Agricultural excavations at the site, conducted by KKL-JNF under Dr. Eli Shenhav in conjunction with the Israel Antiquities Authority, revealed large pools once used for bathing, and the aqueducts that channeled water into them. Handsome mosaics decorated the floors of the pools, and an impressive Roman theater was also uncovered. These large pools were situated behind the stage, and the spectators could see them from their seats. A statue of Neptune, the Roman god of the sea, was also found, and surgical instruments and gold coins were discovered in rooms at the site.
In the Byzantine period, however, Shuni fell out of favor. The theater seats were destroyed and replaced by industrial equipment, including a large olive press, most of which can still be seen on display at the site. Later, in the 12th century CE, the site was fortified by the Crusaders.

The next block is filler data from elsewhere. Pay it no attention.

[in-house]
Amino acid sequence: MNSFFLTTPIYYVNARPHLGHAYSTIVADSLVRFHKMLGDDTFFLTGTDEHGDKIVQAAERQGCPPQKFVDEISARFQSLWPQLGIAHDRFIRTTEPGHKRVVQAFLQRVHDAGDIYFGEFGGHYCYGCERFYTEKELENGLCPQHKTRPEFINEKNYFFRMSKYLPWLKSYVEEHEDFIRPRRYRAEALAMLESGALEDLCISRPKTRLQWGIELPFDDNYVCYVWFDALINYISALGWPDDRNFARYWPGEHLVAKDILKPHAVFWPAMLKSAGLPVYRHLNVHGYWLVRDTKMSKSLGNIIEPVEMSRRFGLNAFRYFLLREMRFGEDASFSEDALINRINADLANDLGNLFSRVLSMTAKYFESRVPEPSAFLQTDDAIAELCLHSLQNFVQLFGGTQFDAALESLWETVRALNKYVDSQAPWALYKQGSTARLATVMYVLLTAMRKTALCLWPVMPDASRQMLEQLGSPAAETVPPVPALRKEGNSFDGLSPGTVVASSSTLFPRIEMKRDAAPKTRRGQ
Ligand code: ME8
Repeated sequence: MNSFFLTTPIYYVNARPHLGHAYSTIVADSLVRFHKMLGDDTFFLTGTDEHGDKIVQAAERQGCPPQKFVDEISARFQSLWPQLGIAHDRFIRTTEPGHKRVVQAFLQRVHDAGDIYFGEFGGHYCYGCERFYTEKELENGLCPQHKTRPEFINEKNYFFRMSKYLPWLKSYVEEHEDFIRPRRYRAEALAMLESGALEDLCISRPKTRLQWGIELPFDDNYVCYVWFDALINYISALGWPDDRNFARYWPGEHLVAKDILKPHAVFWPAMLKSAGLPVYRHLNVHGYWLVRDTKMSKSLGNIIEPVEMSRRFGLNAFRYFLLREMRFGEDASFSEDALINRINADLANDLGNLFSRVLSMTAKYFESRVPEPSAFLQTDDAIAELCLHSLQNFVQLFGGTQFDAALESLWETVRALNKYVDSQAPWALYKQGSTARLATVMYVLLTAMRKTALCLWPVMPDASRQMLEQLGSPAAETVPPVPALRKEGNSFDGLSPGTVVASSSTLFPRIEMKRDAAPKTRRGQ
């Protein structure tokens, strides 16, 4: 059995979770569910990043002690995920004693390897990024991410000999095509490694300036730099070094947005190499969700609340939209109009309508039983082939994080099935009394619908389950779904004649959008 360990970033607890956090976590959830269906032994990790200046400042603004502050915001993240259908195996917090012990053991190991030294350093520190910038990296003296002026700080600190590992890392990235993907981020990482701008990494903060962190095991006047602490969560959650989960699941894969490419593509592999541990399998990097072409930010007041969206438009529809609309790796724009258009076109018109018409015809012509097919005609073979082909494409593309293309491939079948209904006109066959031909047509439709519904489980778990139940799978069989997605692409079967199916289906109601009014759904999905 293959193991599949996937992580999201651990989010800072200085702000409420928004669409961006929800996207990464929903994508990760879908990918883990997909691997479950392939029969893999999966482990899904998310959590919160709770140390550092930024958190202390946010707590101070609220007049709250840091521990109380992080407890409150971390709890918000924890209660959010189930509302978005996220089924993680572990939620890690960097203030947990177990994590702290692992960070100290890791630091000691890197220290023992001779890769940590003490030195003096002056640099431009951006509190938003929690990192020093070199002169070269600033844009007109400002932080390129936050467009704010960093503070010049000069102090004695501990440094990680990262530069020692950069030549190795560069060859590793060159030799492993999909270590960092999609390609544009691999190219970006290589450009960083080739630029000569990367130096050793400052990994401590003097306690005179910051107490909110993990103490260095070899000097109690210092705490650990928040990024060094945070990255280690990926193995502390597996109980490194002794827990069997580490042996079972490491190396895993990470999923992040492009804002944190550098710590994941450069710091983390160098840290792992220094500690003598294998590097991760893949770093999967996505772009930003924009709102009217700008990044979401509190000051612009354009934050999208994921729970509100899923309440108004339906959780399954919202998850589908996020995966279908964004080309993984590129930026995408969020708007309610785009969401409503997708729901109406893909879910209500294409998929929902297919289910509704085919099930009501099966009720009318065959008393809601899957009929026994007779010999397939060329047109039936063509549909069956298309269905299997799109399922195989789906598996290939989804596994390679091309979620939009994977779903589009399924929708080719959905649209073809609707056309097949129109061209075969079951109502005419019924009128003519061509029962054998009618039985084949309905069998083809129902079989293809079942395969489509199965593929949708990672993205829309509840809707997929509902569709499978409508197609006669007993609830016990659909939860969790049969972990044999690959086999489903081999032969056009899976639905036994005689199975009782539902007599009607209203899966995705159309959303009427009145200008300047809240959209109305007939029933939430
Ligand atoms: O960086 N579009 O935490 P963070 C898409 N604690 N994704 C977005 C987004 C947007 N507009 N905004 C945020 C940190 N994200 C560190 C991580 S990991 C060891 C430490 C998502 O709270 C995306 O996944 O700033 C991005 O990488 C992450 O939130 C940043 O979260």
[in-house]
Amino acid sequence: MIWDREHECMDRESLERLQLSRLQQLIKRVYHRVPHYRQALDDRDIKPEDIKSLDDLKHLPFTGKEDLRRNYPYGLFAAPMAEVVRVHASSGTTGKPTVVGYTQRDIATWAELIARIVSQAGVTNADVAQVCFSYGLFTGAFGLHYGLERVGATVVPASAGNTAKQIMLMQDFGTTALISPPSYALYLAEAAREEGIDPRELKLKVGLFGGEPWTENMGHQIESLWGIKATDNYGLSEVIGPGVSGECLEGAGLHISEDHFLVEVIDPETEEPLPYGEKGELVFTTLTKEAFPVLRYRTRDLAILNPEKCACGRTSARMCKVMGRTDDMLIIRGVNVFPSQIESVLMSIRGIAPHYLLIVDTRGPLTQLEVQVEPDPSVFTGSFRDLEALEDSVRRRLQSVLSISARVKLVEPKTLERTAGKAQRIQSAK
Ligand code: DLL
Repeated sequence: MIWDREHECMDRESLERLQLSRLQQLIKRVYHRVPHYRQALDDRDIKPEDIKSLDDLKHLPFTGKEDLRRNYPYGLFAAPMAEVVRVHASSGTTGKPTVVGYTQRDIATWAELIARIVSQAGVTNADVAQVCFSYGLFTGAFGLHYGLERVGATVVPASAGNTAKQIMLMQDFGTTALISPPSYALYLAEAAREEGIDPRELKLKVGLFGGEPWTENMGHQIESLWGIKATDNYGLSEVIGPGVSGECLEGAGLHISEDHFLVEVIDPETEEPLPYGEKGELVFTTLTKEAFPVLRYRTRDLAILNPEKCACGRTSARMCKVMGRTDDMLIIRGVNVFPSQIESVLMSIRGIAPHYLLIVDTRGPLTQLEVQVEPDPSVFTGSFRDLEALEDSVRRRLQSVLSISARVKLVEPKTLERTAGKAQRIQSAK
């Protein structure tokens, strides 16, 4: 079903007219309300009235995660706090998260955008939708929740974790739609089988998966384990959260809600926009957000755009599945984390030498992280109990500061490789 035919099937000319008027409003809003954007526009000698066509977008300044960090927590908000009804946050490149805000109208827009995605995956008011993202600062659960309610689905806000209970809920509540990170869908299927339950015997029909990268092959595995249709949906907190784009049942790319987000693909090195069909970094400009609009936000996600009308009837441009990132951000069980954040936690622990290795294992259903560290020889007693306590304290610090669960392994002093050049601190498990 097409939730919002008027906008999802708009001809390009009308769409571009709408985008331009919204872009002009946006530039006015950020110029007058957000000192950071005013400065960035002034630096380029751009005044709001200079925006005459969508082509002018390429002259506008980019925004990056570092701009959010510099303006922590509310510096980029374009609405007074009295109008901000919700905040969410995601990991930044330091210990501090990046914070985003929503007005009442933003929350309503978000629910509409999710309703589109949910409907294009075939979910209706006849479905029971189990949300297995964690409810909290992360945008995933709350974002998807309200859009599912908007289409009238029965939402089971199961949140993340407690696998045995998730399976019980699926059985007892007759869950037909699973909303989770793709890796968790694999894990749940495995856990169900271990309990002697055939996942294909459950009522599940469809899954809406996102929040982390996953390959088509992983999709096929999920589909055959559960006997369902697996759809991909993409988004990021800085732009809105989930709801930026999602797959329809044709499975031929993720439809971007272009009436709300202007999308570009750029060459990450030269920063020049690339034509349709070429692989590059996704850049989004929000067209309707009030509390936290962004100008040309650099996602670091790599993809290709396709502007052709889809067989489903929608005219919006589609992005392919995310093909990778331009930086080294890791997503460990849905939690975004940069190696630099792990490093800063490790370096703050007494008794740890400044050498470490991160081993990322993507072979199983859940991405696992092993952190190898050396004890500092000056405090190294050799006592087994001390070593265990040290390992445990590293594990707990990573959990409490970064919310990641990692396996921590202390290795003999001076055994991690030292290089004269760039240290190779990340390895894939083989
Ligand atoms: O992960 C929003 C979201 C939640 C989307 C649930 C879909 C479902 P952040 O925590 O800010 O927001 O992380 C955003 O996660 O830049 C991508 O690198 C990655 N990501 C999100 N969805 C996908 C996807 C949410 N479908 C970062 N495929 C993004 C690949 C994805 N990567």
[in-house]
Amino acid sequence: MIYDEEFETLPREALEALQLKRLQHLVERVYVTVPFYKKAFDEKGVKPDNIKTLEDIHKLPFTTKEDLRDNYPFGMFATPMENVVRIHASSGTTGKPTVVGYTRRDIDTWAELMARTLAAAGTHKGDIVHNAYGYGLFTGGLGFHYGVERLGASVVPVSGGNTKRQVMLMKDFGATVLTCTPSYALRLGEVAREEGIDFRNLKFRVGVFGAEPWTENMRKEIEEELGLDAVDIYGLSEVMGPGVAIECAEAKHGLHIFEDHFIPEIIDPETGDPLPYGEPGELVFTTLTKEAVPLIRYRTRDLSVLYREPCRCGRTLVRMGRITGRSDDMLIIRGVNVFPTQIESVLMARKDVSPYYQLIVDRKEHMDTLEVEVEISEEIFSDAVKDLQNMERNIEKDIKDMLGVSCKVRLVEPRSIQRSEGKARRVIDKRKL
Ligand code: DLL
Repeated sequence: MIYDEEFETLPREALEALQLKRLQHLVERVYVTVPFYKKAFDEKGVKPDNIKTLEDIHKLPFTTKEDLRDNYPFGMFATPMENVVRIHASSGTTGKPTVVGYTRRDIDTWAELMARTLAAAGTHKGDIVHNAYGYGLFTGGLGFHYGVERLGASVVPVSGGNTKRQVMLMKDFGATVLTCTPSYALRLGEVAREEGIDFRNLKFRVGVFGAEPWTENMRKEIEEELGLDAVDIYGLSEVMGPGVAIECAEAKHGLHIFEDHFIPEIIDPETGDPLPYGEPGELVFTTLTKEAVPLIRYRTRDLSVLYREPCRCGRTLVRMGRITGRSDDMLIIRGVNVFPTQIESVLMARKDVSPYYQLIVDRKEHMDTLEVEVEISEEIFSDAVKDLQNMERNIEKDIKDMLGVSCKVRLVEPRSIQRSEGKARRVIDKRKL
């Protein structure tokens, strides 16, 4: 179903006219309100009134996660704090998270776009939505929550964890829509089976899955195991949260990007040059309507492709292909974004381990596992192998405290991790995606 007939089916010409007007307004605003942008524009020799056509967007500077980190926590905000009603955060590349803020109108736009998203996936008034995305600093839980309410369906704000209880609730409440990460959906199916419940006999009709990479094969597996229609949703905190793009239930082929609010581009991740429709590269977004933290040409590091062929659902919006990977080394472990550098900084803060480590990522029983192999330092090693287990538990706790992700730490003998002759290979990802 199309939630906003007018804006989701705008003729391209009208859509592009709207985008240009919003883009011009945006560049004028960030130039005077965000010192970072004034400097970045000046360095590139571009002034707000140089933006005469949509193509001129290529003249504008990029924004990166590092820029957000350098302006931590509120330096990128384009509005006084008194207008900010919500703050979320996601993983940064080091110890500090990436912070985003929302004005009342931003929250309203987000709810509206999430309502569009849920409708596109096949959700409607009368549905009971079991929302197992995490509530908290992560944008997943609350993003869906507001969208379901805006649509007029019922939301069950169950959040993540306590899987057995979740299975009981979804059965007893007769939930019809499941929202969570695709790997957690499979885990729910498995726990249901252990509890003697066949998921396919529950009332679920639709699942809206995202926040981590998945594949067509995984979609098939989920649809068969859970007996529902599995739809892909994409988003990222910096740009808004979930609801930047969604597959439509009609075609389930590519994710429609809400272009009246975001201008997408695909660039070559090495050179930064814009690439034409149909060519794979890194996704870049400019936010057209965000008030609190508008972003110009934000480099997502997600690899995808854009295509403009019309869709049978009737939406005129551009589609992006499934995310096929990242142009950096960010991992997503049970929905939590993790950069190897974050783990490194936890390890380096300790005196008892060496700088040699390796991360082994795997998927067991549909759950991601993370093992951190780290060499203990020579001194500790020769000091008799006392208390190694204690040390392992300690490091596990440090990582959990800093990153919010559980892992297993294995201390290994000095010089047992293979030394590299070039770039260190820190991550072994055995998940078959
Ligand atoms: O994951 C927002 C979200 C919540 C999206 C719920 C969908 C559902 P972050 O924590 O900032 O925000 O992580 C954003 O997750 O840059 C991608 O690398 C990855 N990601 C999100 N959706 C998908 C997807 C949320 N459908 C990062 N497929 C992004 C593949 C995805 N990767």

The building that occupies the site today was built in the 18th century, during the period of Ottoman rule. Because its rooms make use of the arches that once supported the theater seats, the structure is shaped like a half-moon. A number of rooms were also built in the aisles, and a wall was constructed around the stage.